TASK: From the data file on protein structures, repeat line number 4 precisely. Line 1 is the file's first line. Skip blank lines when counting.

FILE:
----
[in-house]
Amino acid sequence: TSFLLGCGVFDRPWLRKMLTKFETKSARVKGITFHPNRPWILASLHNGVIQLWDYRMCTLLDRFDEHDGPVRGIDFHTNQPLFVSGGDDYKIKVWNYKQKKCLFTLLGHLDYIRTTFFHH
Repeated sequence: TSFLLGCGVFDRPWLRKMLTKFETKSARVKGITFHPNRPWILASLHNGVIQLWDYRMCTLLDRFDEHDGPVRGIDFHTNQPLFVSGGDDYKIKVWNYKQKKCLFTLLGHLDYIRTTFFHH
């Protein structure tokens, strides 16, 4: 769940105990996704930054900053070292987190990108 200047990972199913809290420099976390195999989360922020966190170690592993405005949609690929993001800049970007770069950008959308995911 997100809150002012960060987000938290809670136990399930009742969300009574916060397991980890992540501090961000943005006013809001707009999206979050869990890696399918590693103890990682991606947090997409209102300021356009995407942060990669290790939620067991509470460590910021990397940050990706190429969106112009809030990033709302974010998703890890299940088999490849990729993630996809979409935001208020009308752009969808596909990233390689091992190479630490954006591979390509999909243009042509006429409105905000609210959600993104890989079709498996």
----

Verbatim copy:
């Protein structure tokens, strides 16, 4: 769940105990996704930054900053070292987190990108 200047990972199913809290420099976390195999989360922020966190170690592993405005949609690929993001800049970007770069950008959308995911 997100809150002012960060987000938290809670136990399930009742969300009574916060397991980890992540501090961000943005006013809001707009999206979050869990890696399918590693103890990682991606947090997409209102300021356009995407942060990669290790939620067991509470460590910021990397940050990706190429969106112009809030990033709302974010998703890890299940088999490849990729993630996809979409935001208020009308752009969808596909990233390689091992190479630490954006591979390509999909243009042509006429409105905000609210959600993104890989079709498996």